I’d offer to take the property subject to the existing loan. I’d point out that if they don’t get bailed out, they not only WON’T get anything, but their credit will be ruined and they’ll likely have a deficiency judgment against them. No way would I do a lease option with sellers who are headed for foreclosure. You might consider a PAC trust, but I wouldn’t do a lease option.

By taking it subject-to, you’ll only need to put in around $1k, plus holding costs. Doing it like that, you very likely WOULD have positive cash flow from day one – not 14 or 15 months down the road – once you get a T/Ber (or a buyer on a land contract) into the place. You should be able to get $2500 option consideration from a T/Ber, or $5-7k downpayment from a land contract buyer.

I’ve been known to do some deals the “big boys” (and girls) probably wouldn’t look twice at. But I don’t see any way I’d touch this one as you’ve presented it.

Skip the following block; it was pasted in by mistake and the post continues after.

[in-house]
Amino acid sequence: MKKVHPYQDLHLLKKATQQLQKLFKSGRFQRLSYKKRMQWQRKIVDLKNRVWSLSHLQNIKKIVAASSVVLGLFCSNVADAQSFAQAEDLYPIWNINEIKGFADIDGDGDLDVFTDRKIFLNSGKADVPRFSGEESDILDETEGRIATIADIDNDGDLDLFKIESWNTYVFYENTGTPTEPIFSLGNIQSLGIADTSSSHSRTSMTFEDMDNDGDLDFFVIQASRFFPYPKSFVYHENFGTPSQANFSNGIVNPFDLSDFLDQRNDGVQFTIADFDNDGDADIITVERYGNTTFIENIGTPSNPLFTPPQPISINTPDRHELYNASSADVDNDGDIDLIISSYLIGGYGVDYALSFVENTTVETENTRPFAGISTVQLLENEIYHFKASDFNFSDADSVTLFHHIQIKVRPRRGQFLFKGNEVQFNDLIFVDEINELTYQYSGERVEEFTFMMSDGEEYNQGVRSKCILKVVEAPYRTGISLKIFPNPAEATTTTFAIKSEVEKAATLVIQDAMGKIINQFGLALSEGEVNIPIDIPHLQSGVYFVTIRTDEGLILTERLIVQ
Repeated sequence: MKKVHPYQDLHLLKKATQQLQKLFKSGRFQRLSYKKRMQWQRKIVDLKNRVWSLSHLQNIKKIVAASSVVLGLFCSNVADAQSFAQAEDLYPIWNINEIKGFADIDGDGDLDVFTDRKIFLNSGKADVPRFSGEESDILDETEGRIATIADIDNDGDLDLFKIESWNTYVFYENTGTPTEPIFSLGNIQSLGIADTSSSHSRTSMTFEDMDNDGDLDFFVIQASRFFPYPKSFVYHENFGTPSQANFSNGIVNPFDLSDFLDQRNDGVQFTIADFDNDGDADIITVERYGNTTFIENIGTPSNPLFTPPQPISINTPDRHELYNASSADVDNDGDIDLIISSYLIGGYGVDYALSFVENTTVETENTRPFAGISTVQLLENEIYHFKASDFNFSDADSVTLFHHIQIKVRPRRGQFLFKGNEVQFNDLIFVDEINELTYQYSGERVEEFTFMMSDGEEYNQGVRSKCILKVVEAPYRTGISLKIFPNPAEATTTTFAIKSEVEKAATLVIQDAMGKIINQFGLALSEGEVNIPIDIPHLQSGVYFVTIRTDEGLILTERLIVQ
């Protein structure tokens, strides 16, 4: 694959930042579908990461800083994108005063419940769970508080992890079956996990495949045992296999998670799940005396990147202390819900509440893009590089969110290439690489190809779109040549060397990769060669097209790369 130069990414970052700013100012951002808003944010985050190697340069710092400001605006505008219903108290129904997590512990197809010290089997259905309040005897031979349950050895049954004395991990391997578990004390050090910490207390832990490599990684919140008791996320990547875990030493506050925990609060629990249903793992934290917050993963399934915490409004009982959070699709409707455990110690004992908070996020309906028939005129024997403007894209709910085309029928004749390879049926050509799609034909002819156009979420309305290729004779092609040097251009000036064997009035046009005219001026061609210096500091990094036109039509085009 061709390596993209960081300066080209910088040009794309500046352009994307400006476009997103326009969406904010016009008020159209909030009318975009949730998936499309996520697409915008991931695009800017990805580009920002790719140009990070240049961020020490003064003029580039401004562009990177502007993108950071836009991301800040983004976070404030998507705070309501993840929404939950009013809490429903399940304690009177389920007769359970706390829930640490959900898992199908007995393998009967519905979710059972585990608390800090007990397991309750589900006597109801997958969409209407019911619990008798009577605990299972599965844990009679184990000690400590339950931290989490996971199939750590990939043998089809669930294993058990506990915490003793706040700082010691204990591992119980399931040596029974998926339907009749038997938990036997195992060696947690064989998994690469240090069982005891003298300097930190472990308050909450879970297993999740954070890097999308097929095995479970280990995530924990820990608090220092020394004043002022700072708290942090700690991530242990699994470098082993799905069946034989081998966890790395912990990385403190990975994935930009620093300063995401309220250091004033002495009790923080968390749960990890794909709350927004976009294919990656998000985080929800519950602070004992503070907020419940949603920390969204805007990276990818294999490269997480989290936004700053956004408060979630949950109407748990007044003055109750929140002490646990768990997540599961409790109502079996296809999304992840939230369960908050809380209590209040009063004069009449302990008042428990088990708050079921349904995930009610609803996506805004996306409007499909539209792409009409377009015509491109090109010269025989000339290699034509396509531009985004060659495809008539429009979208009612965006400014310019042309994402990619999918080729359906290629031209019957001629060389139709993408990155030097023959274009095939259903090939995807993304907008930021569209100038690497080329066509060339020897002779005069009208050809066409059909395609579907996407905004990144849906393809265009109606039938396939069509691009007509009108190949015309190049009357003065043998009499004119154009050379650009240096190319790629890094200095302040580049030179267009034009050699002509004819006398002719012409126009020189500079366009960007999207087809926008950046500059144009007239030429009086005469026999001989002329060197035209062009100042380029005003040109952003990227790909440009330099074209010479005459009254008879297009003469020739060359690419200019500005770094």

Brian (NY)

Re: No. Not like that - Posted by LeonNC

Posted by LeonNC on March 18, 2001 at 21:10:21:


The payoff is $50,000. They want some money out of the deal. I don’t think they realize they are in as much trouble as they are. Maybe I didn’t hit them over the head as much as I could have with the fact. They are considering renting it themselves. I think that might be an option but I don’t know where they’re going to get the money to get to that point.

I don’t think they’ll go for the subject to deal. The man who built the house offered to buy it from them for $55,000 and they turned it down. They must have a back up plan they are not telling me about. Must be hoping the parents will help.

I have no idea how to base a buy on appreciation and that’s not how I figured this one. Income and outgo.

They need moving money and won’t give the house away but I think we are close. How WOULD you do the lease option? I’m thinking if the house will pay for itself in a year then it’s good. Maybe with that much money I should get a land contract? Not much of a stronger position.



PS. Brian you’ve answered many of my questions lately and I owe you a beer. See you at the convention. Sent the check Friday. Can’t wait!